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Notes from the Field

3/4/2011: Log Barn in Livingston County

One of our current Survey and Planning grants went out to Preservation Kentucky to survey rural sites in Crittenden and Livingston Counties. Architectural historians with the Kentucky Archaeological Survey are conducting the fieldwork and research. We recently travelled out there to get a look at the project area and hold two public meetings to kick off the project. One of the highlights of our trip was this wonderful double crib log barn in Livingston County, probably from the late 19th century.

Exterior view of log barn, Livingston County, Kentucky, 2/22/2011

Interior view of log barn, Livingston County, 2/22/2011

 

 

 

 

 

 

 

 

 

 

 

 

 

 

 

10/29/2010 Architectural Clues to Date Old Houses

When you are trying to figure out the date of an old house, begin with the structure, then think about the style. If you can get into the basement or the attic, some of the best clues can be found there. How are the joists and rafters cut and joined? What sorts of tool marks are visible? The detail below is from a Shelby County house that was heavily remodeled in the later 19th century, and modernized again in the 20th, but the bones of the house reveal its early 19th century origins.  In the picture, we are in the cellar looking overhead at a log floor joist that has been hewn flat on the top surface. The floorboards do not have any conspicuous saw marks, suggesting they came from a mill, but they have been undercut where they lie on the joists, to level the floor surface above. 

Early floor boards varied in thickness.  In locations where their undersides would not be commonly visible, builders only planed the top surface of the boards. The bevel along the edges of the floorboards follows a gauge line struck a common distance from the top edge along the sides of each board.  This tells the carpenter how deeply to undercut the board  at the joist to level it - thus, these are called "gauged and undercut" floor boards. You might find examples of this as late as the 1830s-1840s, but it mostly ceases by about the 1820s. After that, the mills produce machine planed floorboards of even thickness so there is no need to level them in this way. You are also more likely to find the floor joists hewn or sawn into a rectangular profile in later houses.

Undercut floorboards and log joist, Shelby County

10/28/2010: Saving Historic Windows

This past week at the International Preservation Trades Workshop one of the hot topics concerned the hows and whys of preserving historic windows. We had excellent demonstrations from Jack Patchin, Richard Spigelmyer, James Turner, Neal Vogel, and Bob Yapp.  All of them agree that historic windows are less expensive to repair than they are to replace, that once repaired their energy efficiency meets or exceeds that of replacement windows, and that saving them is critical to maintaining the architectural integrity of historic buildings.  You can read more about the presentations hereExternal Link - You are now leaving the .gov domain.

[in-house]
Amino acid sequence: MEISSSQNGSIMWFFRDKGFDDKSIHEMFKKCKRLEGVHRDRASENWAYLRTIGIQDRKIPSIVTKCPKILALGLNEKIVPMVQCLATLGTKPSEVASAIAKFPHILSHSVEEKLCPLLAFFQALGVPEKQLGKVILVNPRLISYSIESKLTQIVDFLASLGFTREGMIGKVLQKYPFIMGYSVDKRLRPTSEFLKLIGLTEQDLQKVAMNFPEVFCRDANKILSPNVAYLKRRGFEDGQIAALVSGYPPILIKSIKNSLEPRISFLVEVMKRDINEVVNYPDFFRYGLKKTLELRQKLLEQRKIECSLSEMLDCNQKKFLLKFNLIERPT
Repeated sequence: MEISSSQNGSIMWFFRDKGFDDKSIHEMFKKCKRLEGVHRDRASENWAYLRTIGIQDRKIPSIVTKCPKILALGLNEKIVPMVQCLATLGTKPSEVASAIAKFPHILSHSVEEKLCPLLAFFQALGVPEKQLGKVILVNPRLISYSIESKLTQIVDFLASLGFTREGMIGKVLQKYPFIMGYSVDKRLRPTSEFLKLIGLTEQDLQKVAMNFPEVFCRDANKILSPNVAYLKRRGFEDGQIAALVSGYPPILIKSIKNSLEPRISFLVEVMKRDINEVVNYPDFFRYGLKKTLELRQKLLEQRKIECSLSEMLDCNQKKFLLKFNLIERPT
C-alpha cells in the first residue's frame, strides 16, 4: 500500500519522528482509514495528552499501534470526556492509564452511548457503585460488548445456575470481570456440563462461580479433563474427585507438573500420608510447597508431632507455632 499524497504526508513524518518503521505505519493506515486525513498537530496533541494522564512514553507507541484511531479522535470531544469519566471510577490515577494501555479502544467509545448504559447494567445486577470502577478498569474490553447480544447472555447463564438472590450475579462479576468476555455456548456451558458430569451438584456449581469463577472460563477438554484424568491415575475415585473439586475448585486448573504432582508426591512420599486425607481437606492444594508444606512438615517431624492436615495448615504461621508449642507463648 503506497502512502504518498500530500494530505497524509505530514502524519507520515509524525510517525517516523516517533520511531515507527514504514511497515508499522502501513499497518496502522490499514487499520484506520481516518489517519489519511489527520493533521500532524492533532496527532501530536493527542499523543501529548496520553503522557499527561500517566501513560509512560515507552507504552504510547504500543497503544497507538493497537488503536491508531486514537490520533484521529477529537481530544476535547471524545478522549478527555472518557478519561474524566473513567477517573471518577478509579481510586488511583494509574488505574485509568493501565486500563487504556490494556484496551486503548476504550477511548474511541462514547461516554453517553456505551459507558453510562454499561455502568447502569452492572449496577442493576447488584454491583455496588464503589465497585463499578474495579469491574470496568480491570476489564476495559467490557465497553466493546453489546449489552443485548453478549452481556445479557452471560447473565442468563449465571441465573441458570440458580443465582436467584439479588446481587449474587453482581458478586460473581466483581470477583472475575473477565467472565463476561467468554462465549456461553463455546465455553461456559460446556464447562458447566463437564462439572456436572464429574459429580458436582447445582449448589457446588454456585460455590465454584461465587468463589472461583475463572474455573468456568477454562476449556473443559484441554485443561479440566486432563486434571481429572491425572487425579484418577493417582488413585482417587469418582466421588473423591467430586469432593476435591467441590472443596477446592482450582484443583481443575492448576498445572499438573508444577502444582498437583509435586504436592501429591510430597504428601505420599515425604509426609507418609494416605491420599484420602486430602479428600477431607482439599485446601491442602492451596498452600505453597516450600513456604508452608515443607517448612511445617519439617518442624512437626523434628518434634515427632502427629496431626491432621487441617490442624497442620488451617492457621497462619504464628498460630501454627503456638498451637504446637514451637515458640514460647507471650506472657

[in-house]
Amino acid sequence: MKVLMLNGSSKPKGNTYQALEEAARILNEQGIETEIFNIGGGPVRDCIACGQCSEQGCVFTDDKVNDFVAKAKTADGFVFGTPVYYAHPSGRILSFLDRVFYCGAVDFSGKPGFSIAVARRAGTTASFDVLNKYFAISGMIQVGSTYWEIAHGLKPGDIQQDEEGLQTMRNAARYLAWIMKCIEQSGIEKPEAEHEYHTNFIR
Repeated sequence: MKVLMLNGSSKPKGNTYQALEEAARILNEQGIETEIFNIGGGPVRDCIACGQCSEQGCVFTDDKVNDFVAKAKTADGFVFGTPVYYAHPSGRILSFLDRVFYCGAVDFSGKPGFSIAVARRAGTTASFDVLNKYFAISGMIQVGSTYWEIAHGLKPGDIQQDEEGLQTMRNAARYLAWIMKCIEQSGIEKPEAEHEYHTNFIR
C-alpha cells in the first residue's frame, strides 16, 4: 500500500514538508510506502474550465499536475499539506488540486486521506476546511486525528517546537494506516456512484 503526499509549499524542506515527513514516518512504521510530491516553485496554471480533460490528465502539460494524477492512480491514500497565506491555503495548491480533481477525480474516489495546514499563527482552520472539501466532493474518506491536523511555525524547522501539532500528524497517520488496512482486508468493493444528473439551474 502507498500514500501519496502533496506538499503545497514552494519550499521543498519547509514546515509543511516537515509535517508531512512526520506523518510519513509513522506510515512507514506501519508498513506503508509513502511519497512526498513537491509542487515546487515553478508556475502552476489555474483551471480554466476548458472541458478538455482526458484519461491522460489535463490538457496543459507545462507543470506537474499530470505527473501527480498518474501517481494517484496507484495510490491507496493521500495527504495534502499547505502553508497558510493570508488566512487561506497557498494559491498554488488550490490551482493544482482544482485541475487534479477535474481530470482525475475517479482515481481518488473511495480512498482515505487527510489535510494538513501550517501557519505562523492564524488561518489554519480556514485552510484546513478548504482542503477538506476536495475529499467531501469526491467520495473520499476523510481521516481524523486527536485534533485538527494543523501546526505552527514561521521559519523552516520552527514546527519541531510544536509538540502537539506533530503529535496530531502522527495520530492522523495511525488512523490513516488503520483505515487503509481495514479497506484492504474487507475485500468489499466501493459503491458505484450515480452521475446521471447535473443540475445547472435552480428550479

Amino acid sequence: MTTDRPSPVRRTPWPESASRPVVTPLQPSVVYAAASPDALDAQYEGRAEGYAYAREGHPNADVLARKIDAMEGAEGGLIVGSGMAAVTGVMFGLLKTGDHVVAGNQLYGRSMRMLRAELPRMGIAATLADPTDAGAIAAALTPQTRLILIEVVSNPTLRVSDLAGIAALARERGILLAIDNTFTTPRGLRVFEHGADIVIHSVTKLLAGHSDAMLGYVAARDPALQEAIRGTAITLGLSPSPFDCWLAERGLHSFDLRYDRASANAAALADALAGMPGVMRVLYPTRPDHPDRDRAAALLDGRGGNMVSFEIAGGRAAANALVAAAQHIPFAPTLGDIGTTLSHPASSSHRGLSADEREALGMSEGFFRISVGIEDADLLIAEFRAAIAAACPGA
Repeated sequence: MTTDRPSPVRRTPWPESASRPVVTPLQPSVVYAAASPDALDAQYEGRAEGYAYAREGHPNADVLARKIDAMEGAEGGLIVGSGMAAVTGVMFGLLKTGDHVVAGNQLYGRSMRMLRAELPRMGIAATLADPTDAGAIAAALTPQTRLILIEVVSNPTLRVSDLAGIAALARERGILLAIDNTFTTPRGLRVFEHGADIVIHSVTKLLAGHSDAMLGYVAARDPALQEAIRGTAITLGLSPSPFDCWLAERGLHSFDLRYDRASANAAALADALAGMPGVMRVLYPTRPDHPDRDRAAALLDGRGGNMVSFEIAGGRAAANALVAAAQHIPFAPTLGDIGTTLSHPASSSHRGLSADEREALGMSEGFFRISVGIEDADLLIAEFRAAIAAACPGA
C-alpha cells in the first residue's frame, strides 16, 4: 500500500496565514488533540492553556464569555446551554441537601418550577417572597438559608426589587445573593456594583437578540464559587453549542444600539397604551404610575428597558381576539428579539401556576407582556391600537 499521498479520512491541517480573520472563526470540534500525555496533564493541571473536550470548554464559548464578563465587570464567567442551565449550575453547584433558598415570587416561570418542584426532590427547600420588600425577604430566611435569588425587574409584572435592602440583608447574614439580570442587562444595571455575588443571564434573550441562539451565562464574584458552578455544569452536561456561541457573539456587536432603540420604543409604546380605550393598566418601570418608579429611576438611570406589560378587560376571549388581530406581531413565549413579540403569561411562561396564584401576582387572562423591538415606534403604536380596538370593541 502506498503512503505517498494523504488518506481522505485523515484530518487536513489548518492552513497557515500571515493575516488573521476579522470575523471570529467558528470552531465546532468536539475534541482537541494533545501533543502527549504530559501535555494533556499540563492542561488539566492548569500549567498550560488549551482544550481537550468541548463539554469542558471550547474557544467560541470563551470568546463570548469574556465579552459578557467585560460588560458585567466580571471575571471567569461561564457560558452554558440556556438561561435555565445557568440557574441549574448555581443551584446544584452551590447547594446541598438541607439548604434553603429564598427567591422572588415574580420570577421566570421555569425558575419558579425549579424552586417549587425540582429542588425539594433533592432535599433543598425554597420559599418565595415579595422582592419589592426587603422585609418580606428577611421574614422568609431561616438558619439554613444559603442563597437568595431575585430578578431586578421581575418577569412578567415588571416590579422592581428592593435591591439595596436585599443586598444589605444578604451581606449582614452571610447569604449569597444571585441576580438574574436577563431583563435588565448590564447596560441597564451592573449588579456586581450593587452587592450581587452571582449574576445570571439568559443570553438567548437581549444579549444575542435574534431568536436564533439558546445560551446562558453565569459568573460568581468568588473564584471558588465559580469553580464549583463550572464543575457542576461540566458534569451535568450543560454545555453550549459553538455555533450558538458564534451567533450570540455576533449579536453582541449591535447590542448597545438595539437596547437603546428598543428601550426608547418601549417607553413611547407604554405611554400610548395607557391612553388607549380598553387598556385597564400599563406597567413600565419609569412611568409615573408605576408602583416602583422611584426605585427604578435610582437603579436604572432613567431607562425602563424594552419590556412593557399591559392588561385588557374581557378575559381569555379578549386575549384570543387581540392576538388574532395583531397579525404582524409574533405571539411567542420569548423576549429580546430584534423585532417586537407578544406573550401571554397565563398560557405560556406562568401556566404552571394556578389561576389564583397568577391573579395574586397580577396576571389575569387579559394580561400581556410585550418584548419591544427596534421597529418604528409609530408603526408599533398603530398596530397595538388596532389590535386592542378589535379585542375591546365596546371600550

If you would like more information about saving your historic windows, please contact our office.  More information on Preservation Skills Training can also be found on our website here: http://heritage.ky.gov/education/.

Pictured below is a beautiful window from a house in Mackville.

  Window from WS-768, Mackville, Washington County

6/17/2010: Cumberland County, Dubre

Anderson Store, Dubre, KentuckyYesterday, I was lucky enough to go on a drive to Cumberland County to look at several sites around Dubre and Marrowbone, out on route 90, West of Burkesville. This is a great place to explore, there's a lot to see in Cumberland County, and some interesting sites along the way there as well. Featured here is the Anderson Grocery Store (CU 162) in Dubre, west of Marrowbone. The store has lots of historic details intact such as the bread sign on the back door, below. If you're in the area on a hot day like yesterday was, drop in and have a soda.

Places like this really define the special character of rural Kentucky, and preserving them is important to our heritage, to tourism, and to our economy. You can see the 1985 survey form for the Anderson Grocery Store here:  CU 162 Survey Form [pdf: 384kb]

Bread sign on door, Anderson Store

5/4/2010: Some thoughts on the flood.

High water in Frankfort, 5/4/2010

This posting is a little off topic for this page, but today’s cresting of the Kentucky River at flood stage is a sobering reminder of the many threats that can imperil historic properties.  As floods go, this one is not particularly high, but it came up quickly - just a few days of exceptionally hard rain was all it took. It's easy to imagine it could have been much worse. Even so, there are quite a few homes that are going to suffer some damage out there. Here's hoping it's not extensive.

If you own a building damaged by a flood, historic or not, there is some helpful information available here: http://www.preservationnation.org/issues/gulf-coast-recovery/additional-resources/prcnohandoutoct05.pdf. External Link - You are now leaving the .gov domain.

Note: Archived Notes from the Field entries for the past year can be found here: Notes from the Field (4/20/2009 - 4/1/2010).

 

 

 

For further information

Livingston County BarnDo you have a historic site you would like to know more about? Call us at the Heritage Council and we'll be glad to assist you. For more information about the Kentucky Historic Resources Inventory, contact:

Marty Perry
Interim Survey Coordinator
(502) 564-7005, ext. 132
marty.perry@ky.gov

 

Last Updated 11/20/2014